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Implants not a valid reason to keep woman off police force, says German court

Soldiers of the Bundeswehr Military Police (Feldjaeger) present their riot control gear during the annual military exercises held for the media at the Bergen military training grounds on Oct. 2 near Munster, Germany.
Soldiers of the Bundeswehr Military Police (Feldjaeger) present their riot control gear during the annual military exercises held for the media at the Bergen military training grounds on Oct. 2 near Munster, Germany.
Photo by Philipp Guelland/Getty Images

A Berlin woman’s breast implants will no longer be the reason she won’t be allowed to serve on the city’s police force, as a German court has ruled they are not a valid reason for keeping her off the job, according to a report today from the Associated Press.

The woman had been rejected from the police force after applying in 2012 because authorities believes that her breast implants could cause a health risk –– such as fibrosis –– when using protective vests or riot gear.

However, the German administrative court overturned the decision after doctors testified that the implants posed no more of a health threat compared to women without breast augmentations.

A Orlando, Fla., woman recently went through a similar situation last June, claiming that she was fired from her job as a local police officer because she couldn’t wear a bulletproof vest due to her breast implants.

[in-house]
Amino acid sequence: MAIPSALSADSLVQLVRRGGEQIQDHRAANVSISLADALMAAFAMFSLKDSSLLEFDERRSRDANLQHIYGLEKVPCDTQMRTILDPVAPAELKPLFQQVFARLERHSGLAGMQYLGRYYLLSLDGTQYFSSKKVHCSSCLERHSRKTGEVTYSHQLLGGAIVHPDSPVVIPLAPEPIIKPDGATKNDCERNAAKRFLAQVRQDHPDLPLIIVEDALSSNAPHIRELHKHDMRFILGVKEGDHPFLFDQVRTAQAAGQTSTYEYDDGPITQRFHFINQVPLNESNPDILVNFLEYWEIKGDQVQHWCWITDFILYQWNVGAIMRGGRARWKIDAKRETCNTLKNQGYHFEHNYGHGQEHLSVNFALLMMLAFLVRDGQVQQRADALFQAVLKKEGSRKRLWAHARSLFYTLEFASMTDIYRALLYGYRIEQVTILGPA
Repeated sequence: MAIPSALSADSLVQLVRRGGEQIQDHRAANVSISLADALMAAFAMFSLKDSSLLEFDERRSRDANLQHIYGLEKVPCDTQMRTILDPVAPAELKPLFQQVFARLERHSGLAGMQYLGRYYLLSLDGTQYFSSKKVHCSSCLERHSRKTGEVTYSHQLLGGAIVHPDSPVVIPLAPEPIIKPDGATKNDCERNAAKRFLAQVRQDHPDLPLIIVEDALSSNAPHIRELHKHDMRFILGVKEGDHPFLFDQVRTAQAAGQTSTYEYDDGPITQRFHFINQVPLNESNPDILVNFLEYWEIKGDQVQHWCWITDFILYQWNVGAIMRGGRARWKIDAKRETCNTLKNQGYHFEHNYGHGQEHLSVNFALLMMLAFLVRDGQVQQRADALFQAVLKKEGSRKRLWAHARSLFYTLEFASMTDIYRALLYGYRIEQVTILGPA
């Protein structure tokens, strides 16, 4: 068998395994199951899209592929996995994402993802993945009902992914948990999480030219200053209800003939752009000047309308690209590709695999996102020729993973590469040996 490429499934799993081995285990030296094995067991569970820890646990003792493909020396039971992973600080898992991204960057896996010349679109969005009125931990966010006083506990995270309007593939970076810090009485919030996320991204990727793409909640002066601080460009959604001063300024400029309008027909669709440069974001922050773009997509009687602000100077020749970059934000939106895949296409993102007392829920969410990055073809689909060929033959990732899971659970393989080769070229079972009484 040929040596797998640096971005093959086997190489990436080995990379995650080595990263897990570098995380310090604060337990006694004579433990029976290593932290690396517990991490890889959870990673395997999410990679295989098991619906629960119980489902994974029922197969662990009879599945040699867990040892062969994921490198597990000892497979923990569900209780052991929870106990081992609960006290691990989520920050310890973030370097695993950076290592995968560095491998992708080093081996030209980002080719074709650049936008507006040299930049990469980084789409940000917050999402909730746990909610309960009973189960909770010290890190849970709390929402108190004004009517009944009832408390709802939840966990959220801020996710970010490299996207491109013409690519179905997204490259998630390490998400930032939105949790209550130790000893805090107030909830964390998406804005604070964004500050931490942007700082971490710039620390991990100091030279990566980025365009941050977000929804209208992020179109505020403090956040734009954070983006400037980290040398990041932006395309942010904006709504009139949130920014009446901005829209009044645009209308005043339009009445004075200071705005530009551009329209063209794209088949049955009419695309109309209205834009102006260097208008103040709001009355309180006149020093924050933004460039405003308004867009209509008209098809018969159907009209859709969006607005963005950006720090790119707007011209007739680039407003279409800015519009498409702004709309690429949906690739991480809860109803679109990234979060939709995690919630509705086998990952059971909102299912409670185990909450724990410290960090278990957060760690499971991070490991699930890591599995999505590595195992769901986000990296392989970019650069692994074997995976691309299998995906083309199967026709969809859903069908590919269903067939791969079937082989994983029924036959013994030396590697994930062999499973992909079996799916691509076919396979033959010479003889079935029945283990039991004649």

WFTV-TV in Orlando reported that Master Sgt. Rhonda Huckelbery, a breast cancer survivor, said she had been allowed to work for nearly two decades without the vest on doctor’s orders until she was fired.

A statement made to the news station from the Orlando Police Department said that the police chief Paul Rooney mandated all first responders to wear protective vests in June 2011.

“There have been over 3000 documented cases where officers' lives have been saved by wearing their vests. Chief Rooney ensures that he and his staff always work with all the men and women of OPD to ensure that they can continue working and do the job that they took a sworn oath to do,” the statement said. “One of his top priorities is the safety and well-being of the officers.”